Once you are back to the square, take Via della Conciliazione towards Castel Sant’Angelo, which is our next stop. Built as a mausoleum for Emperor Hadrian in 123 - 139 AD, it served as a prison and papal fortress, and was turned into museum.The National Museum of Castel Sant’Angelo offers not only a varied collection of paintings, sculpture, military memorabilia and medieval firearms, but also lavishly decorated Renaissance interiors.
Take a huge spiral ramp to the castle’s rooftop cafe to enjoy the magnificent view over the city, praised in the last scene of Puccini’s opera Tosca.
A short walk through the Piazza Cavour and Prati district takes you to Ponte Regina Margherita and then to Piazza del Popolo. From here you can take a short hike to Pincian hill, where you will be rewarded with a marvellous view of Piazza del Popolo with its Egyptian obelisk and St. Peter’s cupola, habitually dominating the Roman skyline. This view is also great in the evening, when the dome and the piazza are beautifully lit.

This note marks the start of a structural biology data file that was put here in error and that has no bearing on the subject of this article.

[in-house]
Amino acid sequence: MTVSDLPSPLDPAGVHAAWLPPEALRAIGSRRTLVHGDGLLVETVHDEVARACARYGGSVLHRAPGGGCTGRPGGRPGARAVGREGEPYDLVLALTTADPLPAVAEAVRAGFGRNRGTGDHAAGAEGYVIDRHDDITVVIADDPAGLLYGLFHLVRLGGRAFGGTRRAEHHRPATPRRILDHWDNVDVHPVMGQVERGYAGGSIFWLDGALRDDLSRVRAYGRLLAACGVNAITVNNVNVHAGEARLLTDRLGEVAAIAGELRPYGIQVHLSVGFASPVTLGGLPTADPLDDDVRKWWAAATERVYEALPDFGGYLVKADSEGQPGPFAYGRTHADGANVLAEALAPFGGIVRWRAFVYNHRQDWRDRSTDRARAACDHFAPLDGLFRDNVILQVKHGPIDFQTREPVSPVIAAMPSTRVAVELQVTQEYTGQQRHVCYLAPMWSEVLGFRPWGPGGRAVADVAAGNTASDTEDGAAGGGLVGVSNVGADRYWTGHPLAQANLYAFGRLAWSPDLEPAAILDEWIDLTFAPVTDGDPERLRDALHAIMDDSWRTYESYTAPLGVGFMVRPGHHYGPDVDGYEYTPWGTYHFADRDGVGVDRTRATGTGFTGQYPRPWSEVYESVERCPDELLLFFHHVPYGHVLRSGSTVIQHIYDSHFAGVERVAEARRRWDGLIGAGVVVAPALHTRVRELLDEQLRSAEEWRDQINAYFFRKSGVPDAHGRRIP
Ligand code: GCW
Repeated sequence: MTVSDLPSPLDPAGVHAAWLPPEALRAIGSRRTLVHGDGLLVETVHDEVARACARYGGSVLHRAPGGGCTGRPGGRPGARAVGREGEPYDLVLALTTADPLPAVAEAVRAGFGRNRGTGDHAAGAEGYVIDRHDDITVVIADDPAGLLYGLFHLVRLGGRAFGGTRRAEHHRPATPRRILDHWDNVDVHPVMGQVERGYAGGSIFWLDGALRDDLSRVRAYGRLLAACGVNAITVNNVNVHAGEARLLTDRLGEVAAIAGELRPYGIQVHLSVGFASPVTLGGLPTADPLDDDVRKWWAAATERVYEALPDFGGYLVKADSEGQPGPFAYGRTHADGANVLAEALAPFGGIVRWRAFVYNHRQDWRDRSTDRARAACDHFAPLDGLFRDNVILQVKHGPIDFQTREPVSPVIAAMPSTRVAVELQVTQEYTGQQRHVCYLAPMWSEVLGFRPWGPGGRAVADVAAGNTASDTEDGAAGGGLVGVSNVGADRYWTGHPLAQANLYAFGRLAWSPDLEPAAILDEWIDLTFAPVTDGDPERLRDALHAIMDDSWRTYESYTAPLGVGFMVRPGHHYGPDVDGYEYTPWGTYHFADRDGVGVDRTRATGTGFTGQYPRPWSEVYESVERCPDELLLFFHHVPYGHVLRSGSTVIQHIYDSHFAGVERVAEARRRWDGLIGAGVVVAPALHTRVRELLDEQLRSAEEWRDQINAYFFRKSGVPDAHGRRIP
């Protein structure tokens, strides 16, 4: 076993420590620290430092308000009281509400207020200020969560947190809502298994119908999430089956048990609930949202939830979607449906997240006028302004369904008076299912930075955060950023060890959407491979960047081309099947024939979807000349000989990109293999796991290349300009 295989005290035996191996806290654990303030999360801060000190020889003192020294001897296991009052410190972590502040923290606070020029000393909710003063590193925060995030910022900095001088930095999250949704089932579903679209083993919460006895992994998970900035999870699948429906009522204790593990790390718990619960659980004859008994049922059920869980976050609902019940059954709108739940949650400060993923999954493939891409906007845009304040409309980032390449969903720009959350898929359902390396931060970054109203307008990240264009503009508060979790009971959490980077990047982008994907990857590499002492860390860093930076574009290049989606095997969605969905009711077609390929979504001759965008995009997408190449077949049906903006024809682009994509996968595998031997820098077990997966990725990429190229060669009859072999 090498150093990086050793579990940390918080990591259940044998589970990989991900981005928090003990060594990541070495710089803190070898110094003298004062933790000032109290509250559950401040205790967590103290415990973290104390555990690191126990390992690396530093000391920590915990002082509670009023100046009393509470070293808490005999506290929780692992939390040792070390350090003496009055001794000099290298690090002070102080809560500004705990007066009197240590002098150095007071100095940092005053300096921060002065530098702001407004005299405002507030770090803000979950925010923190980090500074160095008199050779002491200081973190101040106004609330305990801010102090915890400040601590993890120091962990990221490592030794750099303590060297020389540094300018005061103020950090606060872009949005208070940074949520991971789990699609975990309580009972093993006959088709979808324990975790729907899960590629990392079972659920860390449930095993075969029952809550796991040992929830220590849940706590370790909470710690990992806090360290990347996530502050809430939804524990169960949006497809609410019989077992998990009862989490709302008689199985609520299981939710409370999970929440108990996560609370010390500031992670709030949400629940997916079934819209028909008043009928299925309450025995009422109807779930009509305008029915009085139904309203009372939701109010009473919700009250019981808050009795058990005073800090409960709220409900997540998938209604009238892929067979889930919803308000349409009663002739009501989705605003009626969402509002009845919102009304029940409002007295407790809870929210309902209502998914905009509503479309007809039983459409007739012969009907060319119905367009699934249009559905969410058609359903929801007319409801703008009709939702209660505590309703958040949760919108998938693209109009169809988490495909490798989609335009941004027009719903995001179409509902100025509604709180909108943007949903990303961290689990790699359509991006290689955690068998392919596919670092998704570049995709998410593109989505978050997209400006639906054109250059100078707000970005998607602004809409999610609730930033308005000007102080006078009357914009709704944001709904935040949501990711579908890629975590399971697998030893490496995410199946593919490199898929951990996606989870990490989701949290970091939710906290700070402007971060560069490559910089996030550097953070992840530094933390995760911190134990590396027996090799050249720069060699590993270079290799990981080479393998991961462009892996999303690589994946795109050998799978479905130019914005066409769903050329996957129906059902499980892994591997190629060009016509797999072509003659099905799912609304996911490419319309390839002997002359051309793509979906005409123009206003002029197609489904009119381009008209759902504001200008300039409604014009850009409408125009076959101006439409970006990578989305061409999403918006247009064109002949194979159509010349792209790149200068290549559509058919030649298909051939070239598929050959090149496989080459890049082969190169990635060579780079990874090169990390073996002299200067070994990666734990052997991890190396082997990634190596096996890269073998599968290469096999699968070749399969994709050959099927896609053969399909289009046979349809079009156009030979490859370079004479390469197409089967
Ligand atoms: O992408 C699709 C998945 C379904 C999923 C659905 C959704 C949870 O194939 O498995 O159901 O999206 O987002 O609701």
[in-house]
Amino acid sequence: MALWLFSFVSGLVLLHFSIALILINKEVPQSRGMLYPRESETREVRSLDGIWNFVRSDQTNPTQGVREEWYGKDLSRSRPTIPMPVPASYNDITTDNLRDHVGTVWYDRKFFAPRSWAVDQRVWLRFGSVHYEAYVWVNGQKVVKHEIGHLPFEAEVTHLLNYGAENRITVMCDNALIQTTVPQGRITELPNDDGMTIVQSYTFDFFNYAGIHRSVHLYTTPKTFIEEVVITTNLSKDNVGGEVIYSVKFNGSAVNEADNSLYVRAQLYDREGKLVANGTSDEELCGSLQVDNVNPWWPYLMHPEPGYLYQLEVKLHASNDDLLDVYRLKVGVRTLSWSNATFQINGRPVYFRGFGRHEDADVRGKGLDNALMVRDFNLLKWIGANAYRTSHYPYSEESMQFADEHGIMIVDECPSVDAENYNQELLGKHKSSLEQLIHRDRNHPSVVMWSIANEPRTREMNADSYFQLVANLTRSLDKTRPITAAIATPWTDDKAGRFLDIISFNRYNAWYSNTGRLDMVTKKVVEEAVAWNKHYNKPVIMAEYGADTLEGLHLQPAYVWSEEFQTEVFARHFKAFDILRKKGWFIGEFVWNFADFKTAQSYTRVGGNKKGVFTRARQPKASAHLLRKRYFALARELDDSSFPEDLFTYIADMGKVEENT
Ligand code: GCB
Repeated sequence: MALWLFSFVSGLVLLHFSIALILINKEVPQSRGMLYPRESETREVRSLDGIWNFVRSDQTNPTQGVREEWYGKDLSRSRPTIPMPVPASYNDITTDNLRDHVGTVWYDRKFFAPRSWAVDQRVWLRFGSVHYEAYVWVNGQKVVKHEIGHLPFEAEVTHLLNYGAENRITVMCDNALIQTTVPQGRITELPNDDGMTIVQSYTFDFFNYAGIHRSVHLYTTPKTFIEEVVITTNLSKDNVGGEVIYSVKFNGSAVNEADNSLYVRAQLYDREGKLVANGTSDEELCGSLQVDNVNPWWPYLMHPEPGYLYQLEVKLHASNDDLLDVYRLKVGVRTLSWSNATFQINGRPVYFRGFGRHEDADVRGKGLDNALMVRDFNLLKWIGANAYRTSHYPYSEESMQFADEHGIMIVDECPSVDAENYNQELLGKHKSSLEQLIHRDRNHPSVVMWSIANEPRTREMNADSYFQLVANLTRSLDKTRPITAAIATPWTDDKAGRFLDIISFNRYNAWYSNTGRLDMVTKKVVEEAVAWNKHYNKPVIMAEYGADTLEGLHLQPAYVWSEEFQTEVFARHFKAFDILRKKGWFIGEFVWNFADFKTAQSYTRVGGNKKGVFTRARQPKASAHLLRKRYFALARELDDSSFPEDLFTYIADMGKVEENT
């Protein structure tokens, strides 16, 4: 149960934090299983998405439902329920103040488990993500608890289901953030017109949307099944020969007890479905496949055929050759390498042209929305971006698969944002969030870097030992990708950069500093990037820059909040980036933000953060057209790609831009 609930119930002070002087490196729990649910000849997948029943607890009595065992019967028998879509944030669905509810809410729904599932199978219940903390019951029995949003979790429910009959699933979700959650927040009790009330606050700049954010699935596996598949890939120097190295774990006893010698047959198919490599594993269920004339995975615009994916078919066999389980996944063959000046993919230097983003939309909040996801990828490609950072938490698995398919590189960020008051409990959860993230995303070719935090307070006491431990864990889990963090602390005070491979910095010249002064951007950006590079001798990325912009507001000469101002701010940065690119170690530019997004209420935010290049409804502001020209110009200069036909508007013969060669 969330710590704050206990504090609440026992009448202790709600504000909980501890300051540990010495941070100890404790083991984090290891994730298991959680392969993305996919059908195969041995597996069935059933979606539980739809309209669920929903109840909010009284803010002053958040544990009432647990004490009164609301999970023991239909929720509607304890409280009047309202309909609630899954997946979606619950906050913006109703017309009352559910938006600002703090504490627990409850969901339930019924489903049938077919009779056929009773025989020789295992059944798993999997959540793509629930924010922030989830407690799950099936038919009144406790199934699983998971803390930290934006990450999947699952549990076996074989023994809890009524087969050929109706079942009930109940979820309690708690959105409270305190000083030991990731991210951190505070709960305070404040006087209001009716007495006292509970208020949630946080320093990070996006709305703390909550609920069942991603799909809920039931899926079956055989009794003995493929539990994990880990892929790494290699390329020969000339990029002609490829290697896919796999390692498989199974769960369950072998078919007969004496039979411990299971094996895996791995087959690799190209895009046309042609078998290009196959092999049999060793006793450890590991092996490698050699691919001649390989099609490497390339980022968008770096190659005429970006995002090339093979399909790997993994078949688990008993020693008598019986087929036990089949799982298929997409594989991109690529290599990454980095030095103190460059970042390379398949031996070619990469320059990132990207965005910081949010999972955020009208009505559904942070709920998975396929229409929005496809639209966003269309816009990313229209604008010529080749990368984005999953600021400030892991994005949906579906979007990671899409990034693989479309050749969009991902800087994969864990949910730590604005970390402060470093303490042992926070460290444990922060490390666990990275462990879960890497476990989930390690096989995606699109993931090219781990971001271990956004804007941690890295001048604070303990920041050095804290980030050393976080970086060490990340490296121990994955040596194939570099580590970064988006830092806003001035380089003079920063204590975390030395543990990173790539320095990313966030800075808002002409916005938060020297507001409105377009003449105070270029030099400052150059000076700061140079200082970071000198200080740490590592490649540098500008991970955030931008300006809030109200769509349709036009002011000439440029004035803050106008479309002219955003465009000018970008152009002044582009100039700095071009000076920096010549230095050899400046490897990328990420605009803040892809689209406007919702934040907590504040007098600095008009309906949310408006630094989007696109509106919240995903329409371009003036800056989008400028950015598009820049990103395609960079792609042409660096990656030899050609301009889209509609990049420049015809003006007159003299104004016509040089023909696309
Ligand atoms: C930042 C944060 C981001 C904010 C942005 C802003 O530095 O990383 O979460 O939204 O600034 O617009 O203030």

If you need a break along the way, there are several options nearby where you can enjoy a drink or lunch without interrupting your view-hunting. A short walk along Via del Corso will bring you to the rooftop bar at the Hotel Cesàri (Albergo Cesàri), where you can enjoy the view of Roman rooftops and churches and transport yourself to the time when Stendhal (author of The Charterhouse of Parma) stayed at this hotel in the 1880s.
If you would like to have a fresh perspective on a traditional tourist attraction, then do not miss the Grand Hotel De La Minerve, just a stone’s throw away from the Pantheon. This opulent luxury hotel has a hidden gem - the Minerva Roof Garden. You will be engrossed by the magnificent 360-degree view of Rome and will get a rare opportunity to see the Pantheon’s dome up close.
After a short break, continue your way towards Piazza Venezia, where you will find Il Vittoriano monument, also known as the Altar of the Fatherland. The house for the Museum of the Risorgimento (a museum dedicated to the unification of Italy), this monument—opened in 1911—pays homage to Victor Emmanuel II, the first king of Italy after its unification. It also holds the tomb of the unknown soldier with the eternal flame. It is one of the main landmarks of the city today, though it still creates controversy due to its dazzling white marble facade, which stands in stark contrast with the surrounding architecture.